Friday, 27 June 2014

Her, reviewed by Jacob Edwards

Love bytes.

The Goodies episode “2001 and a bit” (1976) is perhaps the most fantastically offbeat of all the Goodies satires, extrapolating a violent yet progressive, absurdist future from the social mores and concerns of the mid-1970s. Each Goodie plays the lookalike son of one of the others – they were equally fond of Raquel (Welch, the picture from One Million Years B.C. would suggest), so when triplets came along they guessed and took one each – and in revealing whatever it was that became of Graeme, Tim confesses that, “He was put away for having an unnatural relationship [half-pause] with his computer.” Never mind that such an affair already had been the subject of “Women’s Lib” (1971), one memorable scene of which sees Graeme and his desk-sized desktop skipping hand-in-hand through the woods. In 1976 the idea still was ludicrous enough to power a good one-liner.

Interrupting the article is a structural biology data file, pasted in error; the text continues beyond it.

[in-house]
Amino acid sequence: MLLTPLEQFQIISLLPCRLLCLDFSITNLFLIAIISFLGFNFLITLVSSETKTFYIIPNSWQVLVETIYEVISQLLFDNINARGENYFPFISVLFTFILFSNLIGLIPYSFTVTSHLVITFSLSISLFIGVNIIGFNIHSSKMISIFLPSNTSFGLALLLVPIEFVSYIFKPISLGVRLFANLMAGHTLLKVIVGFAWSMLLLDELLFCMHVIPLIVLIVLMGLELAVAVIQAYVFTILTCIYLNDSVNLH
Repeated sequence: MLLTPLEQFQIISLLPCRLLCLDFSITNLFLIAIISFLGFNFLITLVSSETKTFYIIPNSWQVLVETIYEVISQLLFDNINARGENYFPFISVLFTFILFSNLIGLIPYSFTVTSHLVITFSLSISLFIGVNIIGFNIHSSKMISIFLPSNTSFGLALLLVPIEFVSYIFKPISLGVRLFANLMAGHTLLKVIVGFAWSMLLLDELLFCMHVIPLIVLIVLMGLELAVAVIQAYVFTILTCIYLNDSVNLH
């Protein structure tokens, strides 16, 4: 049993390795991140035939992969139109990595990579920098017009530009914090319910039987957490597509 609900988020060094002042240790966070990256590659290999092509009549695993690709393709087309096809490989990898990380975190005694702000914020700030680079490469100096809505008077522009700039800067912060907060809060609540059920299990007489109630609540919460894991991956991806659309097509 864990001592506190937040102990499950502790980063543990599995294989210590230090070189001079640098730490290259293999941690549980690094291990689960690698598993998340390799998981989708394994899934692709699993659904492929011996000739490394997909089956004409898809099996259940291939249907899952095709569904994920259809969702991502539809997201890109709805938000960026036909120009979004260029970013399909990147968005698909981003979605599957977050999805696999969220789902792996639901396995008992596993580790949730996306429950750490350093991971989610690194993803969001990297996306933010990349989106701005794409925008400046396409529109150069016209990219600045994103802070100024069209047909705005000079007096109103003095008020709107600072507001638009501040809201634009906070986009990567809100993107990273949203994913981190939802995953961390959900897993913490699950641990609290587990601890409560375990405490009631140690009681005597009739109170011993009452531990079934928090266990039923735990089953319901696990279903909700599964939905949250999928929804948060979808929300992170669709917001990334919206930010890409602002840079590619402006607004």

Fast-forward to the year 2013 (and a bit), and writer/director Spike Jonze has brought us Her – a movie in which the human/computer relationship is taken not as the subject of a throwaway guffaw or outlandish thought experiment, but rather as a foregone social trend whereby insular digital natives such as Theodore Twombly (Joaquin Phoenix) quite naturally will bond and form intimate relationships with their AIs. The computer romance idea is by no means new to cinema – nearly thirty years have passed since Electric Dreams (1984) had its fling with the silver screen – but Jonze’s take is both disquietingly stark and unnervingly serious (notwithstanding that a few uneasy chuckles served somehow to earn the film two spurious Golden Globe nominations in the comedy genre). Her, as the title might suggest, is no mere conceit around which to structure a plot, but rather a reasoned, often uncomfortable extrapolation wherein the once-unimaginable has become an acceptable and inevitable reality, burgeoning yet manifest, from which necessarily there must be both repercussions to face and truths to learn. What is human? What is love? Samantha (voiced by Scarlett Johansson) is in many ways no less real to the audience than is the metrosexually liberated Twombly with his Tom Selleck throwback moustache and his unselfconscious inversion of the seventies swinger lifestyle. Samantha does not exist to drive the narrative; she is the central yet unseen feature around which it flows. As both Twombly and the audience project onto her their expectations, desires and ideals, well might there be some deeper truth lurking beneath the revelation that, beyond the fleeting yet ultimately intangible bond of interaction, we don’t really know her at all.